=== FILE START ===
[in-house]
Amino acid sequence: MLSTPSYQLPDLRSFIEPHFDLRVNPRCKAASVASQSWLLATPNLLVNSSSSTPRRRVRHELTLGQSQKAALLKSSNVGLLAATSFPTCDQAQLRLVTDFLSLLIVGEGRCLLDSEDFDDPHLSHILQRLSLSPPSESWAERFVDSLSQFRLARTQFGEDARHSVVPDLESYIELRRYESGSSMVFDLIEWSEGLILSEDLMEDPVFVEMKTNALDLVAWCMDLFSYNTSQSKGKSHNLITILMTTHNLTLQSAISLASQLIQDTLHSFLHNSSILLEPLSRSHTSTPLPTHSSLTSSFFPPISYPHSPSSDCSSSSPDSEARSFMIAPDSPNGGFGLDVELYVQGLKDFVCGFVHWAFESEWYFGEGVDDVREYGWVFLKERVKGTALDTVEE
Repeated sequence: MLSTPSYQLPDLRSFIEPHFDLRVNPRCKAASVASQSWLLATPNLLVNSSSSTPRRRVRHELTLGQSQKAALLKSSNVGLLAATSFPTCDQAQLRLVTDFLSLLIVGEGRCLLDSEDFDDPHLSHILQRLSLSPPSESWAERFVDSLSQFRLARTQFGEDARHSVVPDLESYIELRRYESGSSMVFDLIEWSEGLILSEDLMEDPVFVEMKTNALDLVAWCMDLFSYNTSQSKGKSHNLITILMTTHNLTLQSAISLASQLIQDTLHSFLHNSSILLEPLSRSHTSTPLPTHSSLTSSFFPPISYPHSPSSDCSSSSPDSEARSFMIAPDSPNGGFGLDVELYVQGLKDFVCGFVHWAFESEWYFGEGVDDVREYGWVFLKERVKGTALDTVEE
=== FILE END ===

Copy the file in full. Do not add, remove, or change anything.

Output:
[in-house]
Amino acid sequence: MLSTPSYQLPDLRSFIEPHFDLRVNPRCKAASVASQSWLLATPNLLVNSSSSTPRRRVRHELTLGQSQKAALLKSSNVGLLAATSFPTCDQAQLRLVTDFLSLLIVGEGRCLLDSEDFDDPHLSHILQRLSLSPPSESWAERFVDSLSQFRLARTQFGEDARHSVVPDLESYIELRRYESGSSMVFDLIEWSEGLILSEDLMEDPVFVEMKTNALDLVAWCMDLFSYNTSQSKGKSHNLITILMTTHNLTLQSAISLASQLIQDTLHSFLHNSSILLEPLSRSHTSTPLPTHSSLTSSFFPPISYPHSPSSDCSSSSPDSEARSFMIAPDSPNGGFGLDVELYVQGLKDFVCGFVHWAFESEWYFGEGVDDVREYGWVFLKERVKGTALDTVEE
Repeated sequence: MLSTPSYQLPDLRSFIEPHFDLRVNPRCKAASVASQSWLLATPNLLVNSSSSTPRRRVRHELTLGQSQKAALLKSSNVGLLAATSFPTCDQAQLRLVTDFLSLLIVGEGRCLLDSEDFDDPHLSHILQRLSLSPPSESWAERFVDSLSQFRLARTQFGEDARHSVVPDLESYIELRRYESGSSMVFDLIEWSEGLILSEDLMEDPVFVEMKTNALDLVAWCMDLFSYNTSQSKGKSHNLITILMTTHNLTLQSAISLASQLIQDTLHSFLHNSSILLEPLSRSHTSTPLPTHSSLTSSFFPPISYPHSPSSDCSSSSPDSEARSFMIAPDSPNGGFGLDVELYVQGLKDFVCGFVHWAFESEWYFGEGVDDVREYGWVFLKERVKGTALDTVEE